Are We Having Fun Yet? (Part 2)

So, last week, I introduced the problem I was having with making engaging combat encounters with my teenage player group with a DnD homebrew system I’m running. And I promised an answer for my game design woes. Well, here it is:

I don’t really enjoy combat encounters myself. (Was that dramatic reveal worth the wait? Don’t answer that).

And from what I’ve seen, my players don’t either. But games like DnD are literally designed around combat encounters (or at least the first four editions were, I don’t have much experience with 5e); your character gains power and levels through EXP and loot obtained after beating up baddies. It’s more than something you’re encouraged to do via game mechanics; it’s the game’s M.O. It’s how you play the game.

That’s my reasoning as to why I drag my players into combat encounters that feel more obligatory than anything else. We’re playing my homebrew system that’s essentially super-condensed/simplified DnD; thus, I guess they should fight monsters n’ kill ‘em? And yet, more than half the time I throw at them some snarling, multi-mouthed creature that squelched its way up from the ass-crack of Tartarus, the players fall in love with it on sight and try to befriend it even as it’s trying to melt them with its externalized digestive oozes. I’ve wasted enough of my breath trying to convince them that they should be slaying these denizens of evil, not trying to domesticate them. But taking a step back, I’ve finally realized that the activity of winning over a strange new beast to their ever-growing menagerie of monsters is when they’re all having a whole lot of fun.

Ever since the first session I ran with them, which was their first foray into roleplaying ever, I knew that I would also have to teach them what a roleplaying game is and how one plays it. There are “big rules” and “little rules”; the little rules are “this is a d20” and “add your Strength modifier to your attack roll”. The big rules are “create characters that aren’t going to make this experience shitty for everyone else playing” and “try to stick with the plot I’m writing or else we’re never gonna get anywhere”. As a teenager myself I learned these rules intrinsically by growing up in the gaming community; I met good examples and bad examples, and figured out the unwritten rules of what made gaming experiences fun and what made them awful. I cut my teeth in the cult of number-crunchy, munchkining games like 3rd ed DnD and Hackmaster. And nostalgia has a funny way of blurring out the bad times; it all sorta gets rolled into “building character” or “taking your lumps” to gain status in a subculture.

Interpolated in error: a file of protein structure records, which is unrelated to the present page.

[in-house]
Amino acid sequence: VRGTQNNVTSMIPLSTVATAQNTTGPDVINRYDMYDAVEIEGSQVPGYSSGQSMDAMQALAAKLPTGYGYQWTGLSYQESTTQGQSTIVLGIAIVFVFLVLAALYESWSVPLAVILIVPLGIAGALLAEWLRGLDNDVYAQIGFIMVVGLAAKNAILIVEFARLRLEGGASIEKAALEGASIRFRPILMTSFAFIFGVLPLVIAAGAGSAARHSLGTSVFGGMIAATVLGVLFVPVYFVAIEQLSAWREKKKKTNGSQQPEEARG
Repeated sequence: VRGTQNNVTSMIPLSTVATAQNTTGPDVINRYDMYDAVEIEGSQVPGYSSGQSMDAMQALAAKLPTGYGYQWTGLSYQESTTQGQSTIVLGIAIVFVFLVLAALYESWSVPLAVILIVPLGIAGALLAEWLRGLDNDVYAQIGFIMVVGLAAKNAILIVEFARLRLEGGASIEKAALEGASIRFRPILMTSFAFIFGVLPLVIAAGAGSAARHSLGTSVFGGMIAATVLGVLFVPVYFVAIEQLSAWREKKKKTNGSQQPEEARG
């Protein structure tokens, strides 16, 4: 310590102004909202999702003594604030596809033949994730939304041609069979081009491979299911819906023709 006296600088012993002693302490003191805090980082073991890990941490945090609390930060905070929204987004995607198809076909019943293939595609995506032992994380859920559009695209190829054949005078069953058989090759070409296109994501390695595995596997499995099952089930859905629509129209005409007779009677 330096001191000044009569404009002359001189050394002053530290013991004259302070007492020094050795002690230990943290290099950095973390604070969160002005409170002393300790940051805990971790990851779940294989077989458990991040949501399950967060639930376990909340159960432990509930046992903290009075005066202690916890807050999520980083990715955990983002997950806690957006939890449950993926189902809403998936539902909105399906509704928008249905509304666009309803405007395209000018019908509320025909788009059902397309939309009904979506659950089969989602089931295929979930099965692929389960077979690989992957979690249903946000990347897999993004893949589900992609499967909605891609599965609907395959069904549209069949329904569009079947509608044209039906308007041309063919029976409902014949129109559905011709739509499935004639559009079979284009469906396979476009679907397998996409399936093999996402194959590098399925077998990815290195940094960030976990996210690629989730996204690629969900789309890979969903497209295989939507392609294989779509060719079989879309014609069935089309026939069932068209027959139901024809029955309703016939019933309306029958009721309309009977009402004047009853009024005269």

These kids I GM for have done most of their roleplaying in a vacuum. They aren’t connected to other gaming communities, and they don’t really embrace the “gamer lifestyle” outside of our sessions (though they are all fantastic geeks in their own ways and I couldn’t be prouder). I don’t have to make them accept the parts of Dungeons and Dragons that honestly kinda suck, for the sake of “nerd cred”. They don’t know what THAC0 tables are, and all that means is they’re missing out on some of the worst game design this hobby’s ever seen. They don’t have to suffer first to find real enjoyment in these games, despite what the gatekeepers say.

There’s a lot I’m trying to say here, and each new topic brings me further away from the point I was trying to make, despite it all being part of this whole convoluted puzzle. To recap: I design a DnD homebrew based on how I’ve been taught games should be played. My new players find most of these rules pointless and ignore them in favor of pursuing what they want to try and do. I try fruitlessly to get them back “on the right track” so they can have fun, as dictated by what my concept of fun is in this game. I watch them foil my efforts, continuing to have fun doing shit that feels chaotic and unreasonable, but that’s partially because I’m the one controlling the world and making those judgment calls. I finally start thinking, hey, no one besides me is saying these kids have to be a certain type of hero, to act a certain way or to savor a particular experience. What would happens if I give them a fair chance to actually domesticate any creature they come across? What happens if I allow a chance of success for their raids on magic item shops, or creating a quasi-nuclear warhead through dubious convergence of magic and science? Terrible things for them, no doubt. But couldn’t the results be incredibly entertaining as well?

— Nagi